Opportunity in Challenges: Family Business as Usual?

Opportunity in Challenges: Family Business as Usual?

By Adil Al Zarooni, CEO, Alzarooni Emirates Investments

These are extraordinary times. As the world grapples with a pandemic that will likely touch the lives of everyone, we must first acknowledge the tragic scope of the human cost it has already incurred, and do everything possible to support our families, friends and neighbours going forward. For family businesses, and more particularly for family businesses in the MENA, the implications of Coronavirus will likely mean significant operational and financial challenges.

The monetary toll on businesses could run into the billions [1]. The projected cost to the global economy currently sits at 2.7 trillion [2]. In response, the UK and the USA are introducing stimulus packages to mitigate the outbreak’s potential impact on economic growth [3] and we see similar moves all throughout the MENA. Additionally, targeted measures, such as interest relief on small loans, are being introduced to soften the pandemic’s detrimental effect on small businesses [4].

This is a sensible outlook, and in the face of the economic downturn, family firms should take the same measured, logical approach. In navigating these choppy waters, family businesses in the Gulf and beyond would be well served by keeping the following in mind:


Be patient.

In general, family businesses are not highly leveraged and therefore have the ability to weather short, or even long-term instability. That means avoiding rash decisions regarding investing or divesting until the markets become less volatile.

For family firms involved in real estate, weathering the storm might mean deploying long-term, cost-cutting strategies. The real estate sector will be affected on various fronts, however commercial, warehousing, and hospitality will most likely take the largest hit.

I believe family firms engaged in real estate should optimise so that they are running at the very minimum of their operational capacity until the end of the year. This strategy may seem defensive in the mid-term but has the potential to become decisively offensive when the market shifts, and family firms are well-positioned to take advantage of opportunities as they arise.


Maintain a robust supply chain.

Maintaining a robust supply chain and developing backup plans is important, but it won’t necessarily lead to fiscal benefit. The costs associated with keeping supply chains moving in spite of the crisis could ultimately be prohibitive. However, the effort may add significant value in terms of reputation.


Hold onto cash.

Cash-rich family businesses should hold onto that cash for the time being but remain open to possibilities when it comes to investments. Opportunities are developing on multiple fronts, public equities being the most obvious and accessible.

The correction markets are experiencing should present strong investing windows at the end of the upcoming summer. I believe family businesses should create a diversified portfolio of equity across US and Chinese markets using a professional asset manager.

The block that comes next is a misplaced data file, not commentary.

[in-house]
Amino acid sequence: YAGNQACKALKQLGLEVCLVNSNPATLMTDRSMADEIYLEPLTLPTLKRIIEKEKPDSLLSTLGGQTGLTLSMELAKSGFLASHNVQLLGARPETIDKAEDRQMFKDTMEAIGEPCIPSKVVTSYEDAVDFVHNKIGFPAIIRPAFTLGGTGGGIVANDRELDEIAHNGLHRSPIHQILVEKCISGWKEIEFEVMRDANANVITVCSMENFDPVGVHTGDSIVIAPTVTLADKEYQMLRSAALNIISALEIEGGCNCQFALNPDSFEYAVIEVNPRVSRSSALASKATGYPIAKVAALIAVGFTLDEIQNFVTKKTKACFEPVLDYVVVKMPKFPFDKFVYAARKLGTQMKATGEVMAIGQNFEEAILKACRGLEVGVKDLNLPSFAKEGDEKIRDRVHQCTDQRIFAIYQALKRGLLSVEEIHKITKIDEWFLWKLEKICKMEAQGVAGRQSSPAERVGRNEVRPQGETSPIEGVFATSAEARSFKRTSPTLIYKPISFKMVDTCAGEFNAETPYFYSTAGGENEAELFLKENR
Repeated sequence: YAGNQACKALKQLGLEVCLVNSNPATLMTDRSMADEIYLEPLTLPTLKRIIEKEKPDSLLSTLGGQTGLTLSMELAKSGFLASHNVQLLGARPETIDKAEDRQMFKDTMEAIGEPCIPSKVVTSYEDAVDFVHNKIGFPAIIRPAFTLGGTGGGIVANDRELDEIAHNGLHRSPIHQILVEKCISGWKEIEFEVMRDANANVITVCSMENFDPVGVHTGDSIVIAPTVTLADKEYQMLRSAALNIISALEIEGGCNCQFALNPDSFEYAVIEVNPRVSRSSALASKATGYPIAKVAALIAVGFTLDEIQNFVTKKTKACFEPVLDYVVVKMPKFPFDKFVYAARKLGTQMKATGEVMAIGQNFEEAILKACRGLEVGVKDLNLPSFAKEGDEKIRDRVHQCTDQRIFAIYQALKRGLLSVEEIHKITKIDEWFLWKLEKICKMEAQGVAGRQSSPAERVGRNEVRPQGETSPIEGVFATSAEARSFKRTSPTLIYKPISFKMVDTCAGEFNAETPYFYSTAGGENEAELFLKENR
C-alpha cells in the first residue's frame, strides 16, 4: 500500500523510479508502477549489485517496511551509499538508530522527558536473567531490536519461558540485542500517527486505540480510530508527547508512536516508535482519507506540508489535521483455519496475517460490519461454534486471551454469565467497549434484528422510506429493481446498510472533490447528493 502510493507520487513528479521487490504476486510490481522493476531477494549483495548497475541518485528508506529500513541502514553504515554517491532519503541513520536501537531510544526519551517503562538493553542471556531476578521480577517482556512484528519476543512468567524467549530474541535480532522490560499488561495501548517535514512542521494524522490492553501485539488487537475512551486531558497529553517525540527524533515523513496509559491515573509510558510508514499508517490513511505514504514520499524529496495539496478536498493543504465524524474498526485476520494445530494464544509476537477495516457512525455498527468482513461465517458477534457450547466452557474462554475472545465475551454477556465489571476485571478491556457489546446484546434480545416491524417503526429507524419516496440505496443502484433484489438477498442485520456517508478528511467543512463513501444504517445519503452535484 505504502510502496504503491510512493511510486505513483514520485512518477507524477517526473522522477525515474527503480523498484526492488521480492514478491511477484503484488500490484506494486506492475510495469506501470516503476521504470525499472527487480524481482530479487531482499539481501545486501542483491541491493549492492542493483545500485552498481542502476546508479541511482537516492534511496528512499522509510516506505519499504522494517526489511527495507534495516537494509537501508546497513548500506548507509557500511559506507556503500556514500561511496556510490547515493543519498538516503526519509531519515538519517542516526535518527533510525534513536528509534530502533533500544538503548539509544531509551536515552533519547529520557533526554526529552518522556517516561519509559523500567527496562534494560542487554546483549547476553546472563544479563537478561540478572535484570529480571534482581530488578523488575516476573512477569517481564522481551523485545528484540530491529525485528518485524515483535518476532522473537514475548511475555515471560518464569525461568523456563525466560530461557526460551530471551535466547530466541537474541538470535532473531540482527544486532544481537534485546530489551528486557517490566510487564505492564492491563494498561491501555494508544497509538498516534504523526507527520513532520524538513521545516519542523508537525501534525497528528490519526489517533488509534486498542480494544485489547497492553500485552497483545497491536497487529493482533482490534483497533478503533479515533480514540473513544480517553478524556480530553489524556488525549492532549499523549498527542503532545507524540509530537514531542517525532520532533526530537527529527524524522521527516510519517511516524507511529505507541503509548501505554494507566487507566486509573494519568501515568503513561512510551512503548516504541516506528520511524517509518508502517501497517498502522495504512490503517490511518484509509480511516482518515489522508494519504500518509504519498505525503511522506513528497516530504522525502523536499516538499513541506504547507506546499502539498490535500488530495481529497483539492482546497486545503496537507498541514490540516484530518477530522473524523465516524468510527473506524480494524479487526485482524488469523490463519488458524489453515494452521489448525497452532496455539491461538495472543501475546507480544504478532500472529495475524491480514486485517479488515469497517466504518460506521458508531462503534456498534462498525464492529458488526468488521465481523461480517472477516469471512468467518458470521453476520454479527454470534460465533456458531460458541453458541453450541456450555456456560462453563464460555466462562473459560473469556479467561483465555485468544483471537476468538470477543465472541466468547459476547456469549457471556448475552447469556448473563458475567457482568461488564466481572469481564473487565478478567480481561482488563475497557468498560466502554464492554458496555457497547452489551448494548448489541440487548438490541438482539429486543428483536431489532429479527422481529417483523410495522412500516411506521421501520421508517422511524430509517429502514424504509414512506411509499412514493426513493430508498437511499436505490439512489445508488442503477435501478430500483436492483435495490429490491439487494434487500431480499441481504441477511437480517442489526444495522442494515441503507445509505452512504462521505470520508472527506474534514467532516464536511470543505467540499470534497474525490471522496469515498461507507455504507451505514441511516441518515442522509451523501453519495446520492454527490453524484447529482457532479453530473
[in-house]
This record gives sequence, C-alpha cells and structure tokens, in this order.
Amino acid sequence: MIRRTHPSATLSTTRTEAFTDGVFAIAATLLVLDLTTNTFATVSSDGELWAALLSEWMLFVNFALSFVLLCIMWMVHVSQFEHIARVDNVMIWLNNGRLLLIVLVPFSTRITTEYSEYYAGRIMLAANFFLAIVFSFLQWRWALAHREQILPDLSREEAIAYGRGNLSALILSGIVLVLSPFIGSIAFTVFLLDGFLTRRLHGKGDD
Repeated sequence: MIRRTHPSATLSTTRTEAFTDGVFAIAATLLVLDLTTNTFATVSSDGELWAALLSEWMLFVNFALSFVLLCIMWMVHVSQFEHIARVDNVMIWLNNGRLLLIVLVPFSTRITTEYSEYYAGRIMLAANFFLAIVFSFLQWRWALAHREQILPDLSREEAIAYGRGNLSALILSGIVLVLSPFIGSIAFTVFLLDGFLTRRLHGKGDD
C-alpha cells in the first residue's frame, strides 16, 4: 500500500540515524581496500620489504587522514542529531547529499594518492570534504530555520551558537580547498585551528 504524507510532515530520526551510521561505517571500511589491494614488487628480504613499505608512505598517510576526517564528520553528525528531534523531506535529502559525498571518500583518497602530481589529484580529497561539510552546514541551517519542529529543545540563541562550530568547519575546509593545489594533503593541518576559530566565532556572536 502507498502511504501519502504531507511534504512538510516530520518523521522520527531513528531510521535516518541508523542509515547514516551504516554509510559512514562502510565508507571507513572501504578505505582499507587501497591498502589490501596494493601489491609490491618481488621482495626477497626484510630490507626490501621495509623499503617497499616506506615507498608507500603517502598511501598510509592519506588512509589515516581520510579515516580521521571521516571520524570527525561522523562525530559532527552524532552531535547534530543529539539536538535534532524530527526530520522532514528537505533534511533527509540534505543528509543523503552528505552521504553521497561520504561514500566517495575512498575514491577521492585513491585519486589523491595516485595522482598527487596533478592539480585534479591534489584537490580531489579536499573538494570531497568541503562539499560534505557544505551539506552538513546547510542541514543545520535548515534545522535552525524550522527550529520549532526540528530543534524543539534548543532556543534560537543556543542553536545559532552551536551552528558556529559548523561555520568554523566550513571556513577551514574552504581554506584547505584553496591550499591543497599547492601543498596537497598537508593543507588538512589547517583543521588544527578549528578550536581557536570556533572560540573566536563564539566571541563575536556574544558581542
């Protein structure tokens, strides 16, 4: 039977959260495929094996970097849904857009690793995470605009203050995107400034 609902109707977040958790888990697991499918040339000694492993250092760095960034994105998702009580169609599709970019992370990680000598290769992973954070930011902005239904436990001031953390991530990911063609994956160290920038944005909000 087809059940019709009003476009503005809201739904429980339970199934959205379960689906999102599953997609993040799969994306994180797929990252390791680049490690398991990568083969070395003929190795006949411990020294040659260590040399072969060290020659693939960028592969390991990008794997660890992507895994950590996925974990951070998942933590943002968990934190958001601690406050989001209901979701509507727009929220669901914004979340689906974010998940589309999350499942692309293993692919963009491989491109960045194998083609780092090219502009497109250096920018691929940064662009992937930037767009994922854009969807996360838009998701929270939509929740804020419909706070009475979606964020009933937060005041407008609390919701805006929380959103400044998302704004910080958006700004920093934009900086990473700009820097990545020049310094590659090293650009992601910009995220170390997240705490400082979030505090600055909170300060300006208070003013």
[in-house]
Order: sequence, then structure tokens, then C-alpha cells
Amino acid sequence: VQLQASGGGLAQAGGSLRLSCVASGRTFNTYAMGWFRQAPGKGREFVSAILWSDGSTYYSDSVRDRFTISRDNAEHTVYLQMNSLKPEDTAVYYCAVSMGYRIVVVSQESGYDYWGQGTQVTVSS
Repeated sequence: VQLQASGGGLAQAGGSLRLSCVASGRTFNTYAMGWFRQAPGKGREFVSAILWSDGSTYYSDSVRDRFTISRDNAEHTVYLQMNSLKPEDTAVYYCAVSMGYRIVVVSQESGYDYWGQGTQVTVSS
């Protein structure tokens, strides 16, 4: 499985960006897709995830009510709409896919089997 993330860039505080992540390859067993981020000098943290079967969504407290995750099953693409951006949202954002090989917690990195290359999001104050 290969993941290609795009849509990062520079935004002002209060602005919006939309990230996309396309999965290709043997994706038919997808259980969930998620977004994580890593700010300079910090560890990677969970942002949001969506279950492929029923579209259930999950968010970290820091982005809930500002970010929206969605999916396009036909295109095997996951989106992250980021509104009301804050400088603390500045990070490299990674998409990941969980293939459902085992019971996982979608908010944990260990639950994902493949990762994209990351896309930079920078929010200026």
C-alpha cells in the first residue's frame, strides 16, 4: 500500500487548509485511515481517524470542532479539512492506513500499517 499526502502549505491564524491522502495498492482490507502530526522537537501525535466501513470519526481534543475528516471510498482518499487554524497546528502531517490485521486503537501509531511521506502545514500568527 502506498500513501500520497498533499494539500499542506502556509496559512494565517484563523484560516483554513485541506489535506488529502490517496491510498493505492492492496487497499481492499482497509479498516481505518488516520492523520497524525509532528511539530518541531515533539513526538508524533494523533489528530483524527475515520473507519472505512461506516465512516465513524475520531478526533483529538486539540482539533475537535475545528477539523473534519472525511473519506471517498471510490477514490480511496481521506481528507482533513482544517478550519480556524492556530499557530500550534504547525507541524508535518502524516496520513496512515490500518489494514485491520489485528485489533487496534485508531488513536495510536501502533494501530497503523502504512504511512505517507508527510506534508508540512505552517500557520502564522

Additionally, I would suggest family firms be on the hunt for private equity transactions either regionally, or globally depending on their scale and resources. I feel strongly about emerging small, and highly specialised funds that will leverage the current circumstances to create opportunities. It’s a great time to eye regional or multi-regional distressed assets that have the potential to pay off in five or seven years.


Acquire talent.

The time is ripe to secure new team members. Consumer-facing companies in hospitality, travel and the retail sector have already initiated the first wave of layoffs [5] in parts of the world not yet contending with the scope of disruption felt in Asia and Europe.

I believe now is the time for family firms to look at how they can bolster their business through strategic hiring. The talent options are only likely to increase, and the price-point is only likely to get more attractive.

This might be a slow year for the family business community in the Gulf and beyond. There will doubtless be challenges, but challenges are always accompanied by opportunities, and they don’t necessarily present themselves in obvious ways.

As other businesses contract, family firms are afforded more of something that for them is usually in very short supply: time. They should make good use of it, whether that means cleaning up their books, shoring up their legal positioning or streamlining their administrative protocols.

The business climate we’re currently experiencing is a temporary one, and family firms can do much to make sure its adverse effects don’t become permanent.


Adil Alzarooni is the founder and CEO of Al Zarooni Emirates Investments LLC (ZEI). His expertise spans across multiple areas and includes family office investment strategies, industrial business zones and the operation of family owned businesses, as well as sectorial focus in industry, logistics, UAE government-owned entities, and software/IT development. With a 20 year track record as executive of his own companies, Adil also is a board member in a multitude of firms in healthcare, financial services, logistics, media, and real estate.


[1] https://www.nytimes.com/2020/03/05/business/coronavirus-business-insurance.html
[2] https://www.bloomberg.com/graphics/2020-coronavirus-pandemic-global-economic-risk/
[3] https://news.sky.com/story/coronavirus-uk-one-of-the-best-placed-economies-in-the-world-to-manage-covid-19-says-chancellor-11955184
[4] https://www.cnbc.com/2020/03/12/panic-setting-in-among-small-business-owners-banking-expert-cautions.html
[5] https://www.washingtonpost.com/business/2020/03/11/layoffs-coronavirus/